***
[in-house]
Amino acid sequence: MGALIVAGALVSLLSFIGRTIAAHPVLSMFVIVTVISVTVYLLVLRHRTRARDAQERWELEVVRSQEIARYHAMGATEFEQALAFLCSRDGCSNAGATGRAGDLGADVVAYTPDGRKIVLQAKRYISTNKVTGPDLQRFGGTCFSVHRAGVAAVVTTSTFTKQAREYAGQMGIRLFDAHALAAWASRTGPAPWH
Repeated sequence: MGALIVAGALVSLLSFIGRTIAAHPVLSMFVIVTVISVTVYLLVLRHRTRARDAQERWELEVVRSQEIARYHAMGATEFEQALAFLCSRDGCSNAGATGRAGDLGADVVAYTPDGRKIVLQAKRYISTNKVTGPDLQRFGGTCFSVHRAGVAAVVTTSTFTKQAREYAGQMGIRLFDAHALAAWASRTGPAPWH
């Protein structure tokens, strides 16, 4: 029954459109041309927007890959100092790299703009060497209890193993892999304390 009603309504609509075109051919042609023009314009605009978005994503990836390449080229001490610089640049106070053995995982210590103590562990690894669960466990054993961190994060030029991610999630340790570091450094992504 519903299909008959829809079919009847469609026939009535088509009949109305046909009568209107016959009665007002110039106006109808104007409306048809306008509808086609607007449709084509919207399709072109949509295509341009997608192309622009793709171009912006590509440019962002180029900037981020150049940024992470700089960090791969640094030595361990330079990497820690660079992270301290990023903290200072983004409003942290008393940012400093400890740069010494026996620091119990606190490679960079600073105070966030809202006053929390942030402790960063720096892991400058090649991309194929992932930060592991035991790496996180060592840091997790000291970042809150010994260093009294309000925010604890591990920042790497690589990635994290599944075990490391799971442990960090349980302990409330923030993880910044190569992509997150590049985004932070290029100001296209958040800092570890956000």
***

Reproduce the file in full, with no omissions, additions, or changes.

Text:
[in-house]
Amino acid sequence: MGALIVAGALVSLLSFIGRTIAAHPVLSMFVIVTVISVTVYLLVLRHRTRARDAQERWELEVVRSQEIARYHAMGATEFEQALAFLCSRDGCSNAGATGRAGDLGADVVAYTPDGRKIVLQAKRYISTNKVTGPDLQRFGGTCFSVHRAGVAAVVTTSTFTKQAREYAGQMGIRLFDAHALAAWASRTGPAPWH
Repeated sequence: MGALIVAGALVSLLSFIGRTIAAHPVLSMFVIVTVISVTVYLLVLRHRTRARDAQERWELEVVRSQEIARYHAMGATEFEQALAFLCSRDGCSNAGATGRAGDLGADVVAYTPDGRKIVLQAKRYISTNKVTGPDLQRFGGTCFSVHRAGVAAVVTTSTFTKQAREYAGQMGIRLFDAHALAAWASRTGPAPWH
């Protein structure tokens, strides 16, 4: 029954459109041309927007890959100092790299703009060497209890193993892999304390 009603309504609509075109051919042609023009314009605009978005994503990836390449080229001490610089640049106070053995995982210590103590562990690894669960466990054993961190994060030029991610999630340790570091450094992504 519903299909008959829809079919009847469609026939009535088509009949109305046909009568209107016959009665007002110039106006109808104007409306048809306008509808086609607007449709084509919207399709072109949509295509341009997608192309622009793709171009912006590509440019962002180029900037981020150049940024992470700089960090791969640094030595361990330079990497820690660079992270301290990023903290200072983004409003942290008393940012400093400890740069010494026996620091119990606190490679960079600073105070966030809202006053929390942030402790960063720096892991400058090649991309194929992932930060592991035991790496996180060592840091997790000291970042809150010994260093009294309000925010604890591990920042790497690589990635994290599944075990490391799971442990960090349980302990409330923030993880910044190569992509997150590049985004932070290029100001296209958040800092570890956000």